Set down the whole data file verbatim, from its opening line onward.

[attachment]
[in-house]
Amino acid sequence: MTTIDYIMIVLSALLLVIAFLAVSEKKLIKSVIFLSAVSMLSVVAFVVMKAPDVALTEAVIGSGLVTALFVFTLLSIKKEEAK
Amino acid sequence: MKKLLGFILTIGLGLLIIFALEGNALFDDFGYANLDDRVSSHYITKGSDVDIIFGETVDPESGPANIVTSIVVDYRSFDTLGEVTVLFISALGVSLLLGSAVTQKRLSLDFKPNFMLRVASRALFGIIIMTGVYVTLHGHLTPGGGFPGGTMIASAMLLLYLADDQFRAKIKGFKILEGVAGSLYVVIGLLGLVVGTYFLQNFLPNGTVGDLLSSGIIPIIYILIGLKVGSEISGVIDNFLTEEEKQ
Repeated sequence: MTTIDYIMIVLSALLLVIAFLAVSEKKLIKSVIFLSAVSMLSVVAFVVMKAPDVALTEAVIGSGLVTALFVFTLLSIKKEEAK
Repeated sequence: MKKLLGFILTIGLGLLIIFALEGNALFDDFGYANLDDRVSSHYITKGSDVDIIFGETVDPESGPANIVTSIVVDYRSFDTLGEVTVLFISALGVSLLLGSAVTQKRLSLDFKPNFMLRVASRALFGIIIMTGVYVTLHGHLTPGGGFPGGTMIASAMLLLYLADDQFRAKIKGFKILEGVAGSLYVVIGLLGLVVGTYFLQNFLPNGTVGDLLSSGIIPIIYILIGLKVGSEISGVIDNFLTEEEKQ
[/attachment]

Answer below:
[in-house]
Amino acid sequence: MTTIDYIMIVLSALLLVIAFLAVSEKKLIKSVIFLSAVSMLSVVAFVVMKAPDVALTEAVIGSGLVTALFVFTLLSIKKEEAK
Amino acid sequence: MKKLLGFILTIGLGLLIIFALEGNALFDDFGYANLDDRVSSHYITKGSDVDIIFGETVDPESGPANIVTSIVVDYRSFDTLGEVTVLFISALGVSLLLGSAVTQKRLSLDFKPNFMLRVASRALFGIIIMTGVYVTLHGHLTPGGGFPGGTMIASAMLLLYLADDQFRAKIKGFKILEGVAGSLYVVIGLLGLVVGTYFLQNFLPNGTVGDLLSSGIIPIIYILIGLKVGSEISGVIDNFLTEEEKQ
Repeated sequence: MTTIDYIMIVLSALLLVIAFLAVSEKKLIKSVIFLSAVSMLSVVAFVVMKAPDVALTEAVIGSGLVTALFVFTLLSIKKEEAK
Repeated sequence: MKKLLGFILTIGLGLLIIFALEGNALFDDFGYANLDDRVSSHYITKGSDVDIIFGETVDPESGPANIVTSIVVDYRSFDTLGEVTVLFISALGVSLLLGSAVTQKRLSLDFKPNFMLRVASRALFGIIIMTGVYVTLHGHLTPGGGFPGGTMIASAMLLLYLADDQFRAKIKGFKILEGVAGSLYVVIGLLGLVVGTYFLQNFLPNGTVGDLLSSGIIPIIYILIGLKVGSEISGVIDNFLTEEEKQ